He ran a big company like a small one

I used to snicker in journalism school when our professor explained that the obituary section was one of the best read parts of a daily newspaper. The joke went that people check the column just to make sure their name isn’t in it. While I never developed that habit, I do find myself drawn to the obits in major newspapers because they offer some great lessons from the storied careers of business legends who have, sadly, passed on.

One such remembrance that ran recently was for Herb Kelleher, one of the co-founders of Southwest Airlines. Kelleher has long been admired for his maverick management and marketing personality and genius. Today it is America’s largest airline, but Southwest has Kelleher and his tenacity as an attorney to thank for its early survival. In the days of regulated air carriers, Southwest underwent four years of vicious courtroom fighting with competitors trying to strangle it in the cradle before it could ever fly its first passenger. Talk about small business determination.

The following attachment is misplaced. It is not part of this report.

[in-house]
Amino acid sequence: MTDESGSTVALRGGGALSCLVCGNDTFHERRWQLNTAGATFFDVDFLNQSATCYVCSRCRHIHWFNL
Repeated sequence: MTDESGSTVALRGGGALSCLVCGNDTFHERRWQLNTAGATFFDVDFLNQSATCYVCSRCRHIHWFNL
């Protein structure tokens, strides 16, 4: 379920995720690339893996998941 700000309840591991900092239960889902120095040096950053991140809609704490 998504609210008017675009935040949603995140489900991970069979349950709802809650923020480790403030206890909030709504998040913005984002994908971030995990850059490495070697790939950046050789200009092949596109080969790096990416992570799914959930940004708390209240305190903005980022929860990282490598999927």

I was a teenager living in the Dallas area by the time the airline got off the ground and I remember some of the brilliant, attention-grabbing TV ads and billboards. Years later the airline used to have a mini-museum at one of the unused gates at Dallas Love Field. Under glass was a cocktail napkin bearing the original business plan for the company.

Recalling this founder’s story got me web surfing looking for more tales about the man called the nation’s funniest CEO. And that led to a consultant’s blog, written years ago that summarizes 10 unforgettable creativity lessons from Southwest Airlines that every small business owner can learn from.


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